By Michael O’Neill, Agility Forex Senior Analyst
Even Santa isn’t expecting a FED increase in December Photo: Shutterstock
Forget “Summer time Blues”. Global financial markets are already singing Christmas songs despite a heatwave in large swathes of the Northern Hemisphere. Unfortunately, those songs are of the less cheery variety and include “Blue Christmas, by Elvis Presley and “The Season’s Upon Us” by Dropkick Murphy’s.
It’s not actually Christmas that has markets down in the dumps, it’s the lack of clarity surrounding the Federal Open Market Committee interest rate decision, due December 14 and the increasing belief that Fed Chair Janet Yellen and the FOMC members have lost their way.
That sentiment isn’t new. Last December, the Fed raised the target funds rate by a quarter point, from 0.0% -0.25% to 0.25%-0.50%, the first rate increase in seven years. In fact, at the time, the decision was viewed as a “doveish” hike and one that was made almost reluctantly. China’s August 2015 equity market meltdown and currency devaluation had triggered a stampede into risk aversion trades and underscored the fragility of the global economic recovery. Deflation was a major concern due to the impact from falling oil prices. Still, the FOMC made a decision.
Today’s issues with the Fed stem from the December 2015, FOMC Economic Projections. Back then, they forecast that the Fed Funds rate would be 1.4% in 2016, 2.6% in 2017 and 3.4% in 2018.
Markets being markets, became convinced that those projections translated into four rate increases in 2016, slotting one increase per quarter, in March, June, September and December.
Then a whole lot of things happened. China equities melted down, again. China devalued the yuan, again. Bank of Japan stimulus initiatives not only failed to devalue the yen, but precipitated a huge rally. (From 125.60 to 100.00) The European Central Bank ran into the same problem. ECB President Mario Draghi announced a ‘massive stimulus program in March 2016 but the expected EURUSD decline fizzled when he did a Bugs Bunny impression and said “That’s all folks”
In between, Daesh was terrorizing Europe, China had imperialistic sights on the South China Seas and Europe was attempting to deal with a gargantuan refugee and humanitarian crisis, all of which contributed to global economic downgrades by the likes of the World Bank, the International Monetary Fund and the Organization for Economic Cooperation and Development. And to make matters worse, the United Kingdom held a referendum and voted to leave the European Union.
Despite all the global turmoil, China issues, failed stimulus programs, Brexit risks, and a reduction in global growth forecasts, the erstwhile Committee members of the FOMC fanned the rate hike flames.
Kansas City Fed President, Esther George said on July 20th that “the current level of interest rates is too low relative to the performance of the economy”. Philadelphia Fed President, Patrick Harker was even more direct on July 13 the when he said “it may be appropriate for up to two more rate hikes in 2016”. San Francisco Fed President, John Williams said that “the very low interest rates that we have today are not normal”. FOMC Vice Chairman, Stanley Fischer went as far as to imply that if Brexit hadn’t happened rates would have increased in June.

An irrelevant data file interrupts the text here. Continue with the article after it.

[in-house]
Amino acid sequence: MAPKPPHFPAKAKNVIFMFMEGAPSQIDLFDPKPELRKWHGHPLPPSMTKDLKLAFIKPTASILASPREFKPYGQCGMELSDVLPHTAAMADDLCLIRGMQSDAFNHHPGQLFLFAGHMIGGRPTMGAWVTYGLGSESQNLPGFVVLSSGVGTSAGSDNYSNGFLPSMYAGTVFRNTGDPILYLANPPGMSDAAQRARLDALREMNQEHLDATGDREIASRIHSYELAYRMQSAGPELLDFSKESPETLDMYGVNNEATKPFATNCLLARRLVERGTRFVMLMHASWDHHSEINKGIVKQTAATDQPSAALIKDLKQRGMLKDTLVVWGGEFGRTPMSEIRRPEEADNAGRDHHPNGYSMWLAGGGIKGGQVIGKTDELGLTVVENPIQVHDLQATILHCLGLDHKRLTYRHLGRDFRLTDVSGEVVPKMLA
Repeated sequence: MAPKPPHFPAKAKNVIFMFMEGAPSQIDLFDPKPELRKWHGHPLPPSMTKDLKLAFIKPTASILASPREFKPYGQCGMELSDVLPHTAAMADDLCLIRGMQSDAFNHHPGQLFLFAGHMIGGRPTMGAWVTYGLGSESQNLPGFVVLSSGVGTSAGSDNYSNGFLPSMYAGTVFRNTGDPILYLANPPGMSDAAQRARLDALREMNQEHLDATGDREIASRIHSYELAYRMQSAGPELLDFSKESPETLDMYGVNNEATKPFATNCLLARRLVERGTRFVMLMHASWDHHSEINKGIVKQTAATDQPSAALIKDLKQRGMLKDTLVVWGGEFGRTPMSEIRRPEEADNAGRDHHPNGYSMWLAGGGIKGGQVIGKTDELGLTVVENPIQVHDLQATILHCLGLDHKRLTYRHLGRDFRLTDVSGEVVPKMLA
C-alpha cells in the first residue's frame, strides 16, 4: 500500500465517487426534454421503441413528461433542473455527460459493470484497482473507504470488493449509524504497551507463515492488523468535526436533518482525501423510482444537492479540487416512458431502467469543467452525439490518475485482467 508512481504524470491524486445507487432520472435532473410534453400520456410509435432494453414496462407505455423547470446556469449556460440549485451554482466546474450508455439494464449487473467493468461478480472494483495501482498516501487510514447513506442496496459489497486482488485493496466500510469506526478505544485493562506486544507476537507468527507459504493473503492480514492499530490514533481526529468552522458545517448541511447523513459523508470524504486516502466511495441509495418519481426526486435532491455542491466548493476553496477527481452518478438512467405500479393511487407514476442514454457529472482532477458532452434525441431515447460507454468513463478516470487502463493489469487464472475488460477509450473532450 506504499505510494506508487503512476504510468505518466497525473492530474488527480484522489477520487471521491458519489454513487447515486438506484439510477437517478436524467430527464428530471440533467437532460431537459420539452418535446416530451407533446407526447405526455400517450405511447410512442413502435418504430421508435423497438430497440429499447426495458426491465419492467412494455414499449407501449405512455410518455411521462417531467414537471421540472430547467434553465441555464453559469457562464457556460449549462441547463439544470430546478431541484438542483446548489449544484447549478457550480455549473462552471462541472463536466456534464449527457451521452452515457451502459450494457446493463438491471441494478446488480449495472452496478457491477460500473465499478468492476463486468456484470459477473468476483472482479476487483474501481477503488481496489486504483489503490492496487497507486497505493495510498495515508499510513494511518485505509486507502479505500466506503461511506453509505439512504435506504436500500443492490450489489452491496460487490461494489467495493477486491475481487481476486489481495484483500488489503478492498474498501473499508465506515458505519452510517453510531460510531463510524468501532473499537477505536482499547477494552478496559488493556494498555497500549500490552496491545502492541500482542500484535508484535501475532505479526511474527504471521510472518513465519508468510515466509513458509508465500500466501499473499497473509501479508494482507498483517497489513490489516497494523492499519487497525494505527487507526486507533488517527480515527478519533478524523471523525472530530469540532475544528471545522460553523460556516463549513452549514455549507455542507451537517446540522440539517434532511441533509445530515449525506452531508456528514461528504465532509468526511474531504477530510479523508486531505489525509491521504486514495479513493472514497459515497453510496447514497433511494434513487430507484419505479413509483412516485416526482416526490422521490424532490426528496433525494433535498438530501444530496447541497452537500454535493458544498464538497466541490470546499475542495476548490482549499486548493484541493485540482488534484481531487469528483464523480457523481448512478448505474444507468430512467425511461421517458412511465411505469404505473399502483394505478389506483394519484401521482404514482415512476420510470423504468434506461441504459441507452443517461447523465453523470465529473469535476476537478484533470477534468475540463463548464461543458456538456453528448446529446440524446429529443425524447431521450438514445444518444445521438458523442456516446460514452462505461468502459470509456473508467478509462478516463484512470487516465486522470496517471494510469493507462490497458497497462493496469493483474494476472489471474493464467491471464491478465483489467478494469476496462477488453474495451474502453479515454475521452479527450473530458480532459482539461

More recently, in early August, Chicago Fed President, Charles Evans said he was open to one interest rate increase in 2016 while Atlanta Fed President wouldn’t even rule out a September rate hike.
Then came the August 5, nonfarm payrolls report. The surprisingly robust 255,000 increase in jobs combined with a bump in average hourly earnings is just the data that the FOMC said they needed to pull the trigger on a rate hike.
Except, the financial markets don’t believe it is. The CME FEDWatch tool indicated that the probability for a September rate hike only jumped to 18% from 9% immediately after the data but it has since declined to 12%. The December probability is only 34.3%.
FX traders apparently agree with the FEDWatch tool. Already, EURUSD and the Canadian dollar have recovered all of Friday’s post NFP losses while USDJPY is only slightly higher.
Ben Bernanke, Fed Chairman from 2006 to 2014, wrote an article for the Brookings Institute suggesting that “with policymakers sounding more agnostic and increasingly disinclined to provide clear guidance, Fed-watchers will see less benefit in parsing statements and speeches and more from paying close attention to the incoming data”.
And therein lies the problem. The data is muddled and sending mixed signals. The employment report may have been strong, but Q2 GDP missed forecasts and was a weak 1.2%. The current Atlanta Fed GDPNow indicator attempts to show current levels of GDP and as of August 9, US GDP for Q3 is at 3.7%. Still, the FOMC statement noted concerns about soft business investment and inflation that “continued to run below the Committee’s 2% longer-run objective”.
Janet Yellen has continually stressed, since last December’s meeting, that rate hikes will be data dependent. At the same time, the FOMC still has at least one rate hike forecast for 2016. As long as the US economic data releases continue to be mixed and inflation remains low, markets should heed Mr. Bernanke’s advice about ignoring Fed speakers and just concentrate on the data. When Santa comes, he may not have a rate hike in his bag of toys.